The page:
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  Vol 47 no 3


'Go, Set the World on Fire!'

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Contents

Tom Rochford

The recently elected Superior General of the Society of Jesus, Fr Adolfo Nicolás, talks about his life and experiences, and especially about his work in Japan and the Philippines. He reflects on his plans for the future as General.

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Hans Gustafson

The English Benedictine Bede Griffiths spent his life in India, and his Christian theology and spirituality were deeply influenced by Indian thought, and in particular by his dialogue with Hinduism. His work retains an enduring spiritual significance for Christians today.

John N. Sheveland

In the West the practice of yoga is sometimes mistakenly treated as no more than a physical discipline, or identified with New Age spirituality. But in fact it has much to offer to Christians and Christian spirituality.

Rudolf Pöhl

Bibliodrama enables people from diverse cultures and backgrounds to explore biblical texts and stories in a powerful and immediate way. A series of programmes and missions across Asia illustrates the value of this approach.

Juan Miguel Marin

The Jesuit missionaries to Peru and their indigenous converts in the sixteenth century espoused a mystical theology which strengthened them in their ministry in a hard and challenging environment, according to the charism of contemplation in action. This article examines the lives of two Peruvian Jesuits and how they lived out this charism.

Antonio Ruiz de Montoya

Ruiz de Montoya, a sixteenth-century Jesuit born in Peru, argues that mystical prayer is not just for the initiated, but for everyone.

Pascale Dalcq

The genocide in Rwanda in 1994 was a source of horror and despair. But even after witnessing such events, hope and life and faith are still possible.

Book Reviews

on a study of Luke's Gospel
on on Michael Ivens’ posthumous papers
on issues in moral theology
on christology and science
on a study of the Book of Revelation
on Ignatius and Eastern spirituality
on introductions to the Gospels
on on spirituality at work
on spirituality for providers of health and social care
on practical theology
on spirituality and sociology
on on the secrets of the Kingdom of God
on on Star Wars

From the Foreword

‘Go, set the world on fire!’ These are the words with which, in 1540, Ignatius of Loyola is said to have launched the epic missionary journey of his friend Francis Xavier. Over the following decade Francis would travel to India, Malaysia, Indonesia and Japan, before his death looking over the Chinese mainland. It was a time when new worlds were opening up, not just for merchants and conquistadors, but for the Church, as it strove to bring the word of God to these previously unknown peoples and nations. The excitement of that striving is palpable in Ignatius’ words. Yet the influence was not all to be one way. As these early missionaries laboured to make Christian teaching and practice comprehensible to people with wholly different cultures and outlooks, many of them were led to reconsider their understanding of their own beliefs.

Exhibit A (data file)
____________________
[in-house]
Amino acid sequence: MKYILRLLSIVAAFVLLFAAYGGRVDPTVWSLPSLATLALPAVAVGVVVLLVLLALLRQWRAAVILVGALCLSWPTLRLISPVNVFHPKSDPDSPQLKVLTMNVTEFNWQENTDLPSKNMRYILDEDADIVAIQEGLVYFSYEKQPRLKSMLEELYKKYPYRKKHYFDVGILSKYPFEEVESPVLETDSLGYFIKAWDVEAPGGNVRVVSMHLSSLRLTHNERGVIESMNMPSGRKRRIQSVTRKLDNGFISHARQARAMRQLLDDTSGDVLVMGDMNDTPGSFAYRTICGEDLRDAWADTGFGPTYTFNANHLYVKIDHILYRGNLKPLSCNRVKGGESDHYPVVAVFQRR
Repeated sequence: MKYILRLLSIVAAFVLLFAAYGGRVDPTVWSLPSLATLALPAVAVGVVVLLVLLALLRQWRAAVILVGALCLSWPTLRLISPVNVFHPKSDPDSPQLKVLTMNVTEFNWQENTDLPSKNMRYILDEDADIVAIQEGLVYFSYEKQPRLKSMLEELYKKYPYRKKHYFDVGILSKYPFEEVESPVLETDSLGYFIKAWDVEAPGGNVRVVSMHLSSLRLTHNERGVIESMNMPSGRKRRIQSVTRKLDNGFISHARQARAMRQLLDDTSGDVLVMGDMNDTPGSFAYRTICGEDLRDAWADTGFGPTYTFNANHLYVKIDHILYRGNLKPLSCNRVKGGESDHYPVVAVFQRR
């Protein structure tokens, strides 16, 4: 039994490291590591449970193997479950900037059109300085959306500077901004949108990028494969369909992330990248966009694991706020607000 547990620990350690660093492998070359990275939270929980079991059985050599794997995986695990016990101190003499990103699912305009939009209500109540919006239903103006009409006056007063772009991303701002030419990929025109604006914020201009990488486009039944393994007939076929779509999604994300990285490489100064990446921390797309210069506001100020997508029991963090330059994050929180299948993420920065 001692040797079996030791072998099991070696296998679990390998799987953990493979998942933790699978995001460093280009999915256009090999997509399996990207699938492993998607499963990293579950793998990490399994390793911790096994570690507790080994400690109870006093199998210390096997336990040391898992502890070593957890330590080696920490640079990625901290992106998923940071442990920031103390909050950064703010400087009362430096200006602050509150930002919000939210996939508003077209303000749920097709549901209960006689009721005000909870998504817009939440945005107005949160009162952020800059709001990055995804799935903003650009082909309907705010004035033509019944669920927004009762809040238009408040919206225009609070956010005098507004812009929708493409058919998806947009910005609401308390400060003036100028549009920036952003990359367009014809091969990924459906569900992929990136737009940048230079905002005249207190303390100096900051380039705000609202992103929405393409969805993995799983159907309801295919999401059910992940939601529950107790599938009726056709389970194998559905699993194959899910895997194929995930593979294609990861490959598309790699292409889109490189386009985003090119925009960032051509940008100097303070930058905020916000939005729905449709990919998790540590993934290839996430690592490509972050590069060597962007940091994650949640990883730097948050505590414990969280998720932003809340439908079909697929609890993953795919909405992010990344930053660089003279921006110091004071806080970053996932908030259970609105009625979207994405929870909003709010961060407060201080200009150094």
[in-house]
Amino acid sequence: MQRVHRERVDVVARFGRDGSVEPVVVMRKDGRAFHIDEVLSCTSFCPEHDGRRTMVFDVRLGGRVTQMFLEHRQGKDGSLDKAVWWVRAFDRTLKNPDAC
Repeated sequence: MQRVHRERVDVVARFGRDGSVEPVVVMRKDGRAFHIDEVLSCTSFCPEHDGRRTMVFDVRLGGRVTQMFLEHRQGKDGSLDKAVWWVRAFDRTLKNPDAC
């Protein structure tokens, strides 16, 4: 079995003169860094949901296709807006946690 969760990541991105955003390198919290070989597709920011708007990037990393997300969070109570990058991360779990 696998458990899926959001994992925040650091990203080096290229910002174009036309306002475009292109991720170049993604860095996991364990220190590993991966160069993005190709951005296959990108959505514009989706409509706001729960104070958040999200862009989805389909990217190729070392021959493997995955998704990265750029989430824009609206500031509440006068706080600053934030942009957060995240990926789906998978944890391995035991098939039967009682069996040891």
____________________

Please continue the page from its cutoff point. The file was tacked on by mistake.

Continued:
Nearly five centuries after Xavier blazed a path, the experience of Christians in Asia, Africa and South America continues to challenge European assumptions about how discipleship is to be lived out. For four decades now, since its inception in Latin America, liberation theology has invited those in Europe who bemoan the loss of faith on their continent to consider that the situation of the poor, and of work done alongside them, are privileged places to encounter God. Those who have become expert in the religious practices of the East have greatly influenced Western spirituality, for instance by introducing techniques of centring prayer and bodily awareness. And the ever-rising number of priestly vocations in Africa has resulted in ‘reverse mission’, as the work of African ministers brings life back to failing European parishes.

This issue of The Way gathers a number of articles that consider how experiences of Christian faith in the countries of the South can and do enrich the faith of those who live in the North. This enrichment can be brought about in different ways. The new Jesuit General, Fr Adolfo Nicolás, was born and grew up in Spain, but he has spent most of his adult life working in East Asia. He reflects here on the ways in which this has shaped his own outlook, and how it may now affect his global ministry. The Benedictine monk Bede Griffiths was another who immersed himself in an Eastern culture, and yet by doing so greatly influenced many Western Christians. Pascal Dalcq witnessed the genocide carried out in Rwanda in the 1990s, and so can speak with authority on how hope can still be found even amid such suffering. Two articles consider the first response made by Christian missionaries to one of these ‘new worlds’, that of sixteenth- and seventeenth-century South America, and what it might have to tell us about mystical prayer, in particular. Finally there are illustrations of how practical techniques which develop in one setting can be fruitfully applied in another: yoga moves westward to deepen prayer in Europe and North America, while bibliodrama, a Western practice of acting out scripture stories, is now being profitably employed in Asian retreats.

Paul Nicholson SJ

 

 

Please click here to subscribe to The Way,
here to order this issue alone,
and here to order a free sample copy.